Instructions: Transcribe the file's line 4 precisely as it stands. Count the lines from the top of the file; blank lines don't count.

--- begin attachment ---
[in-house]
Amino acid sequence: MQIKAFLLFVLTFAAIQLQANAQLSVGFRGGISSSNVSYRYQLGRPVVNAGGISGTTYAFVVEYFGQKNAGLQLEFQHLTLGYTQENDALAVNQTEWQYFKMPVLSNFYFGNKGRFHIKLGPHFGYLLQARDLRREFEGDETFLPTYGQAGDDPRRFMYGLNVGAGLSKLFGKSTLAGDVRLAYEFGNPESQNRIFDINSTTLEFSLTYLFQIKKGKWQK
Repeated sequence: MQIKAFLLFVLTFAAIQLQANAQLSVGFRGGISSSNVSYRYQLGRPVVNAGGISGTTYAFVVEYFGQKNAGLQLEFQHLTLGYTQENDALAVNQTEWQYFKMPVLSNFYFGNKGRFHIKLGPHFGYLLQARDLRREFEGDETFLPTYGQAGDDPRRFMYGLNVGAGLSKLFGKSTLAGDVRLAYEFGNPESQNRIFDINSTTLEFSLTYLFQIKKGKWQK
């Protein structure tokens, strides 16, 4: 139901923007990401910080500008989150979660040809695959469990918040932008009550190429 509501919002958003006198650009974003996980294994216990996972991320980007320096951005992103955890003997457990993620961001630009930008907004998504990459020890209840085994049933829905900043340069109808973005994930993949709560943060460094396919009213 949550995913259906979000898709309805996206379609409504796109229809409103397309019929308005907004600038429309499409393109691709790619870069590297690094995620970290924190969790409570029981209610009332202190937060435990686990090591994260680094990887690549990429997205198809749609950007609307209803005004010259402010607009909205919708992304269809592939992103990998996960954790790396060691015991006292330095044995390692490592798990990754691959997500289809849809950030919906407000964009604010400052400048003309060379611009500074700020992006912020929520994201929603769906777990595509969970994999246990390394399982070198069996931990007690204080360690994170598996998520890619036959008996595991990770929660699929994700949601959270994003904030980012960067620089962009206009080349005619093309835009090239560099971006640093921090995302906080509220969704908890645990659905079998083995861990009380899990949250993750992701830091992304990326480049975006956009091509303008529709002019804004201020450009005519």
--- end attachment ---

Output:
């Protein structure tokens, strides 16, 4: 139901923007990401910080500008989150979660040809695959469990918040932008009550190429 509501919002958003006198650009974003996980294994216990996972991320980007320096951005992103955890003997457990993620961001630009930008907004998504990459020890209840085994049933829905900043340069109808973005994930993949709560943060460094396919009213 949550995913259906979000898709309805996206379609409504796109229809409103397309019929308005907004600038429309499409393109691709790619870069590297690094995620970290924190969790409570029981209610009332202190937060435990686990090591994260680094990887690549990429997205198809749609950007609307209803005004010259402010607009909205919708992304269809592939992103990998996960954790790396060691015991006292330095044995390692490592798990990754691959997500289809849809950030919906407000964009604010400052400048003309060379611009500074700020992006912020929520994201929603769906777990595509969970994999246990390394399982070198069996931990007690204080360690994170598996998520890619036959008996595991990770929660699929994700949601959270994003904030980012960067620089962009206009080349005619093309835009090239560099971006640093921090995302906080509220969704908890645990659905079998083995861990009380899990949250993750992701830091992304990326480049975006956009091509303008529709002019804004201020450009005519």